Its a never-ending story. One day he's chocolate, the next he's bay, the next he's more of a buckskin color. I'm just so confused! I've never seen a bay with the light caramel snip and hind end before....But who knows!!
My boss has a bay with the light coloring on her face. She's also got some light coloring on her belly and hind quarters under her tail. She's definitely a bay though. I think someone else said there was a certain gene that causes that, so your horse is probably a bay.
I'm leaning toward buckskin. Buckskins have the black legs too. Actually buckskins are a bay base coat with the dilution gene. Esp. Since his mom was palomino. I think the shed out coat (the pictures after you first got him) shows more of his true color. Maybe he's a sooty buckskin. But I'm not an expert. Whatever his color is, he's gorgeous.
Well thanks! He is a very pretty color indeed. I'm really anxious to see what he sheds out like this coming spring! I can already tell though that he is going to be lighter than what he was last year...
OK, if his Mum was palomino, that means her base colour was chestnut. She could have passed the dilution modifier on to him (that turns chestnut into pally), and turns bays into buckskins.
If his sire was black, he could be homozygous for black (ie carrying two black genes) or he could have the recessive chestnut gene, as black is always dominant. Not that it really matters, because your horse's base colour is definitely black, not chestnut.
Now, his dam also carries the agouti gene that turns blacks into bays. It's dominant, so if his sire carried it he would have been bay, so it must have come from his dam. It doesn't affect her colour because it only affects black, and chestnuts don't have any black.
Now, if your boy had only picked up the dilution modifier from his mother, he'd be a smoky black, as his base colour would still be black. He definitely picked up the agouti modifier from her, as he's not black. Now the question is, did he also pick up the dilution modifier to make him a dark buckskin, or is he bay?
So, the way to tell? Does he have a dorsal stripe? If he does, chances are he's buckskin, if he doesn't, I still reckon he's bay.
I would guess either a very sooty buckskin or a light bay. I lean more toward sooty buckskin though he could be bay with the Mealy or Pangare gene. That is the one that the other posters were talking about.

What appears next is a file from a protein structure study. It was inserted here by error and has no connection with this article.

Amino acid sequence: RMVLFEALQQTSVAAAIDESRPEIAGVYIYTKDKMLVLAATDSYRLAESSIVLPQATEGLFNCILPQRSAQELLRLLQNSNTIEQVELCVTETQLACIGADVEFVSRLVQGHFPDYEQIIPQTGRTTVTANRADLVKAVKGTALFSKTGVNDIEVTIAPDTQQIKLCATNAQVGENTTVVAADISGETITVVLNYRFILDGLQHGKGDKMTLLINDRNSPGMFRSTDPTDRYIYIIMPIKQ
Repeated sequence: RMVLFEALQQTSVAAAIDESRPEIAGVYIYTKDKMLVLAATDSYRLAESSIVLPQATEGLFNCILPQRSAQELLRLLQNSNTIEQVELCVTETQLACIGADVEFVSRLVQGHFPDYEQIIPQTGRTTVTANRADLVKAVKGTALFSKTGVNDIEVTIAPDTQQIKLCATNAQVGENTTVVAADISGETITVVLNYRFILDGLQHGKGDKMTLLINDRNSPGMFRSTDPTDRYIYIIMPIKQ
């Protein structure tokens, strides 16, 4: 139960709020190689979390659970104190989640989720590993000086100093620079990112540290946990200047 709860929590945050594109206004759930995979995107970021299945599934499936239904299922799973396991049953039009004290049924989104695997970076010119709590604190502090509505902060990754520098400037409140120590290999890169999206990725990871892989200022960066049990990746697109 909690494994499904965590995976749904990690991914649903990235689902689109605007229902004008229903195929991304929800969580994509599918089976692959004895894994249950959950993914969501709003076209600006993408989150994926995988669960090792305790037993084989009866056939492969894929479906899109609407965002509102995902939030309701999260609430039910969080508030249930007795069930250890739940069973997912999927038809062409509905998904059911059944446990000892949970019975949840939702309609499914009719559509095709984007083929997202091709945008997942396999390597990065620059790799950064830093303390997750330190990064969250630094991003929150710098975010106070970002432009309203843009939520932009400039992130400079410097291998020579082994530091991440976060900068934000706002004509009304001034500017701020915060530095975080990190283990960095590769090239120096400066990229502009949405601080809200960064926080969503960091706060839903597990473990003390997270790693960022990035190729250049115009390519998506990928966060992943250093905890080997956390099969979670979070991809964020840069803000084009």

Pangare: Pangare is a modifier that acts by lightening certain portions of a horse's coat, usually the muzzle, the belly, the inner forearms and thighs, and sometimes even the chest or around the eyes. When it acts on a chestnut coat, the horse usually will have a flaxen mane and tail. It can act on any color, and varies in intensity. It is often found in pony and draft breeds, such as Haflingers, Fjords, Exmoors,
Very sooty buckskin or "brown buckskin" (I lean more toward this one)
It is the really lighter places on his face other than just his muzzle that make me think so. It is the lighter buckskin hairs on the bony part of his nose and the light "eyeliner" that makes me think so.
Oh, and Jenna, for future referance, Buckskins don't have dorsal stripes per se. Though they may appear to because of a countershading gene. True dorsal stripes continue down into the tail and countershading stops at the tail dock. :)
I have a feeling he is going to look VERY similar to the sooty buckskin in that first picture of the sooties there..VERY similar. He already looks like it. And as far as the dorsal stripe on a buckskin goes, I thought that it was a countershade effect. I checked him over and he obviously doesn't have a true stripe, although he does have a shaded effect. But I guess we will see in time...I can't wait! But just looking at that picture above of the first sooty buckskin makes me very eager as that is what he almost looks like already!!! :)